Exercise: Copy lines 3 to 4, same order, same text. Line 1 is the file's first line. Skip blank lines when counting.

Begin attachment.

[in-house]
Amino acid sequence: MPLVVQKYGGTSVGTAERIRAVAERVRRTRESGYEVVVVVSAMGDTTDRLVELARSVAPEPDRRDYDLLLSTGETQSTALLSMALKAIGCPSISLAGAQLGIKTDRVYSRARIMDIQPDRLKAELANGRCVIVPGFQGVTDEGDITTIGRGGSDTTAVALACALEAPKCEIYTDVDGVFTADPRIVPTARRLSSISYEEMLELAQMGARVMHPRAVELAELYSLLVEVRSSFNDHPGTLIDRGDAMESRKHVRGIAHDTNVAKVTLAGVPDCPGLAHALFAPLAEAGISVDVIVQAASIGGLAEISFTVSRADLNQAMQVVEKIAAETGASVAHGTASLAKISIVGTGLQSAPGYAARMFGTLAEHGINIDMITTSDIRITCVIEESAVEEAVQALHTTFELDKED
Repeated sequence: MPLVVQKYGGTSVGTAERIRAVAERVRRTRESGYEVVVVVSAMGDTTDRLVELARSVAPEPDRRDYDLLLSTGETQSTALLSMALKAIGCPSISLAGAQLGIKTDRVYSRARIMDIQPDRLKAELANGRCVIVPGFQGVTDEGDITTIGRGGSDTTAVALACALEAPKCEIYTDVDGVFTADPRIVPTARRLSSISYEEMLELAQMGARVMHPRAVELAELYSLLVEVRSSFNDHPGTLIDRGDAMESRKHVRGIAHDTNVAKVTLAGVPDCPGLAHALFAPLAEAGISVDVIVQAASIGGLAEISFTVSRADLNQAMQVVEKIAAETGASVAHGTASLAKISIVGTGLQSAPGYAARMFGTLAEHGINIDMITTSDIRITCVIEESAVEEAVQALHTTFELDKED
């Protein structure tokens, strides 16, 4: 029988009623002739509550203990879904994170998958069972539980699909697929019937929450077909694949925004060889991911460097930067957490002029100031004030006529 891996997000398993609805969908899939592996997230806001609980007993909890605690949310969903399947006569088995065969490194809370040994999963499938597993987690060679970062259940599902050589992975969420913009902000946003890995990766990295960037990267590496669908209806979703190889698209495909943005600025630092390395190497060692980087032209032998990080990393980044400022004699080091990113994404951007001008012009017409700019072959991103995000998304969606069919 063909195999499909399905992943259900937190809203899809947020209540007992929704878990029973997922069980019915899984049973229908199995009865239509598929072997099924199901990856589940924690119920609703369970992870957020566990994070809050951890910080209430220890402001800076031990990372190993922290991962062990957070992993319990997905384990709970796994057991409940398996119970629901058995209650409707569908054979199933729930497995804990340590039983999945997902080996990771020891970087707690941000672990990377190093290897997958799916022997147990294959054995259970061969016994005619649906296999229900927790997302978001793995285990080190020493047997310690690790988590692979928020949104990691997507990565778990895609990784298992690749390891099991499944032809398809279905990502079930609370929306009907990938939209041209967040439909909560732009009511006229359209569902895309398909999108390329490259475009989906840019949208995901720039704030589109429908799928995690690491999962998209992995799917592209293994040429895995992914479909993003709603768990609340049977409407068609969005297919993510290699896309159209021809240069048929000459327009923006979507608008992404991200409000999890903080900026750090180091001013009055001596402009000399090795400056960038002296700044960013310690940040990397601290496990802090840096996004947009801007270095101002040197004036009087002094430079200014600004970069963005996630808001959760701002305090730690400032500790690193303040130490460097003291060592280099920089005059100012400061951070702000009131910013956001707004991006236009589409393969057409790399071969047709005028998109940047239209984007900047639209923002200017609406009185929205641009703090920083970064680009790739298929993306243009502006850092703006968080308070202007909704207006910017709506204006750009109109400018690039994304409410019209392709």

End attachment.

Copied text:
Repeated sequence: MPLVVQKYGGTSVGTAERIRAVAERVRRTRESGYEVVVVVSAMGDTTDRLVELARSVAPEPDRRDYDLLLSTGETQSTALLSMALKAIGCPSISLAGAQLGIKTDRVYSRARIMDIQPDRLKAELANGRCVIVPGFQGVTDEGDITTIGRGGSDTTAVALACALEAPKCEIYTDVDGVFTADPRIVPTARRLSSISYEEMLELAQMGARVMHPRAVELAELYSLLVEVRSSFNDHPGTLIDRGDAMESRKHVRGIAHDTNVAKVTLAGVPDCPGLAHALFAPLAEAGISVDVIVQAASIGGLAEISFTVSRADLNQAMQVVEKIAAETGASVAHGTASLAKISIVGTGLQSAPGYAARMFGTLAEHGINIDMITTSDIRITCVIEESAVEEAVQALHTTFELDKED
């Protein structure tokens, strides 16, 4: 029988009623002739509550203990879904994170998958069972539980699909697929019937929450077909694949925004060889991911460097930067957490002029100031004030006529 891996997000398993609805969908899939592996997230806001609980007993909890605690949310969903399947006569088995065969490194809370040994999963499938597993987690060679970062259940599902050589992975969420913009902000946003890995990766990295960037990267590496669908209806979703190889698209495909943005600025630092390395190497060692980087032209032998990080990393980044400022004699080091990113994404951007001008012009017409700019072959991103995000998304969606069919 063909195999499909399905992943259900937190809203899809947020209540007992929704878990029973997922069980019915899984049973229908199995009865239509598929072997099924199901990856589940924690119920609703369970992870957020566990994070809050951890910080209430220890402001800076031990990372190993922290991962062990957070992993319990997905384990709970796994057991409940398996119970629901058995209650409707569908054979199933729930497995804990340590039983999945997902080996990771020891970087707690941000672990990377190093290897997958799916022997147990294959054995259970061969016994005619649906296999229900927790997302978001793995285990080190020493047997310690690790988590692979928020949104990691997507990565778990895609990784298992690749390891099991499944032809398809279905990502079930609370929306009907990938939209041209967040439909909560732009009511006229359209569902895309398909999108390329490259475009989906840019949208995901720039704030589109429908799928995690690491999962998209992995799917592209293994040429895995992914479909993003709603768990609340049977409407068609969005297919993510290699896309159209021809240069048929000459327009923006979507608008992404991200409000999890903080900026750090180091001013009055001596402009000399090795400056960038002296700044960013310690940040990397601290496990802090840096996004947009801007270095101002040197004036009087002094430079200014600004970069963005996630808001959760701002305090730690400032500790690193303040130490460097003291060592280099920089005059100012400061951070702000009131910013956001707004991006236009589409393969057409790399071969047709005028998109940047239209984007900047639209923002200017609406009185929205641009703090920083970064680009790739298929993306243009502006850092703006968080308070202007909704207006910017709506204006750009109109400018690039994304409410019209392709």